Stars: 4 of 5.
Running Time: 86 minutes.
Notable Cast or Crew: Barbara Stanwyck (DOUBLE INDEMNITY, THE LADY EVE, BALL OF FIRE), Robert Taylor (QUO VADIS, PARTY GIRL), Lloyd Bochner (POINT BLANK, THE DUNWICH HORROR), Marjorie Bennett (MARY POPPINS, MY FAIR LADY), Rochelle Hudson (REBEL WITHOUT A CAUSE, STRAIT-JACKET), Judi Meredith (JACK THE GIANT KILLER, QUEEN OF BLOOD), Hayden Rourke (ALL THAT HEAVEN ALLOWS, AN AMERICAN IN PARIS). Written by Robert Bloch (PSYCHO, STRAIT-JACKET). Music by Vic Mizzy (composer of the themes to THE ADDAMS FAMILY and GREEN ACRES). Cinematography by Harold E. Stine (M*A*S*H, THE POSEIDON ADVENTURE).
Tag-lines: "It will drive you to dream of things you're ashamed to admit!"
Best one-liner: "I CAN'T WAKE UPPPPPPPPPP!"
Now most William Castle horror flicks had a gimmick of some sort, but by '64, some would say that they were wearing a bit thin. ZOTZ! handed out plastic gold coinage, and STRAIT-JACKET wasn't even supposed to have one until Castle had some cardboard axes printed up at the last minute. THE NIGHT WALKER doesn't quite have a gimmick, but the trailer provides us with some ideas of what might have been...
We begin with some subjects (actors? though we are assured by voiceover that they are not) reliving their dreams under hypnosis- "All of a sudden we walk into a room, I turn around, there's no doors, there's no windows and I HAVE TO GO HOME!," "And as I go and kiss her...it seems as though we're surrounded by mosquitos," or "...Only he's not wearing any clothes!" are a few of the gems. "What are dreams? What do they mean?"
Next, William Castle appears with a special warning:
"Do you know that a dream... CAN KILL YOU? Gruesome thought, isn't it?"
The warning continues, via title cards.
"IF YOU DO, DO NOT SEE THE NIGHT WALKER. IT MIGHT BE TOO MUCH FOR YOU."
Now that's harsh. Farewell, 50's optimism. Farewell, "Scream at this movie, lest you become a victim of 'The Tingler'!", "Watch out for flying skeletons!", "Look through the 'Ghost Remover' pane of your glasses if you can't handle the ghosts!", and "Leave during the 'Fright Break' if you're too afraid!" They've given way to: "This movie will unearth your secret shames and leave you broken, depressed, and wishing the world would swallow you up." It's some rough stuff, but good 'ole Bill Castle is eager to lay it on us. Been taking some notes from Bergman, I presume. But it's sort of a metaphysical way to promote a horror movie- "this movie is only as scary as your subconscious... which is real scary."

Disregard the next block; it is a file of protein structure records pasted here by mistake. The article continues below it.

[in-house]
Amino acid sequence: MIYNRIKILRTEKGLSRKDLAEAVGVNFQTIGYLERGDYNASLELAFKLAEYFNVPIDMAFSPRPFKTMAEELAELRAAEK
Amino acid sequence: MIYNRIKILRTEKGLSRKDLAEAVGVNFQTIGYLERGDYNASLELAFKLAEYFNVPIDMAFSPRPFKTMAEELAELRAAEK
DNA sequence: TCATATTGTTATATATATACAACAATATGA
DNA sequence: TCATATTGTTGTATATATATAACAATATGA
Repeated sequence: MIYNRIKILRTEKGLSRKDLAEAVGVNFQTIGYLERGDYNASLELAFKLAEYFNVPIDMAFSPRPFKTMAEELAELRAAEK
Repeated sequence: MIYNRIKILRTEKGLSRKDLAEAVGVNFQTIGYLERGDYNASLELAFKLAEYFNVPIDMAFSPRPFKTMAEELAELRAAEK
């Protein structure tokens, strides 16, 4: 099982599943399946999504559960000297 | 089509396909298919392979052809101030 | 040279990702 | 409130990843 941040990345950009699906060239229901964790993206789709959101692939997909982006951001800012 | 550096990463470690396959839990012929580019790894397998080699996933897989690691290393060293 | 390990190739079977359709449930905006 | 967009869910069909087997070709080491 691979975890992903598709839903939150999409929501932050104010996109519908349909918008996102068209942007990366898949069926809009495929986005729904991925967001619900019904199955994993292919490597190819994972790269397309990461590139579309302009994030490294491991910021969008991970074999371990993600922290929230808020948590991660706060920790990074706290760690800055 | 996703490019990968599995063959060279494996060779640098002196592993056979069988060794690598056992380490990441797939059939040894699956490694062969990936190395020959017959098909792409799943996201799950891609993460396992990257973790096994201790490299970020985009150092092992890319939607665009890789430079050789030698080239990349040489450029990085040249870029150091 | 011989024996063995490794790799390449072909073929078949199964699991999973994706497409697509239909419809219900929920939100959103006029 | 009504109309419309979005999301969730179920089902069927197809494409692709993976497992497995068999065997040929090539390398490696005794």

Speaking of Bergman, THE NIGHT WALKER's opening scene is an avant-garde montage of ghostly, dream-like imagery nearly worthy of PERSONA.
We see ethereal, wind-blown hair, yawning nightmare-cavities, drifting human bodies, the leafing through of pages... While it's a bit heavy-handed at times (there's a giant floating Freud head!), I feel as if this sequence could be presented as evidence that William Castle is definitely not just a schlockmeister- he's a genuinely talented artist and craftsman whose interests happened to be ghostploitation.
"I know why my dreams seem real- because when I'm awake, my life with you is like a nightmare! My lover is only a dream, but he's still more of a man than you!"
THE NIGHT WALKER certainly flirts with 'Hag Horror,' and, as her interminable screams attest, Barbara Stanwyck has got the screechin' pipes to prove it. Stanwyck is taking her role (that of an aging, long-neglected wife whose nighttime fantasies are her only respite) very seriously, and as you all know, I really appreciate that. At one point she screams in the following manner:
"YAHHHHHHHHHH! YEAAAOOOOOOOO!! (long pause) ... YAAAAAAAAAAAAAAAAAA!"
I'd rather not waste time explaining the Gordian plot, which involves exploding laboratories, a horrific mannequin wedding:
handsome night callers who might be dreams...or they might be REAL:
some random rip-offs of DIABOLIQUE, spinning candles, a blind man who's always making remarks like "I'll see you around...well, of course I can't see you":
and repeated use of the line "I CANNNN'T WAKE UPPPPP!" Suffice it to say that a major element involves Robert Taylor being absolutely irresistible.
Readers: try not to hit your head on the keyboard mid-swoon.
In terms of other audiovisual talent: Vic Mizzy's spooky harpsichords, swingin' horns, and Dick Dale-style guitar riffin' make for a great (and severely contagious) score, even if it sounds a bit much like "Food, Glorious Food" from OLIVER! at times. Harold E. Stine's cinematography even accomplishes the Herculean task of occasionally approximating Antonioni!
In all, this is a solid piece of work. Not content to make the same picture again and again, Castle shows that he's capable of growth as an artist, as a craftsman, and above all- as a showman. Four stars.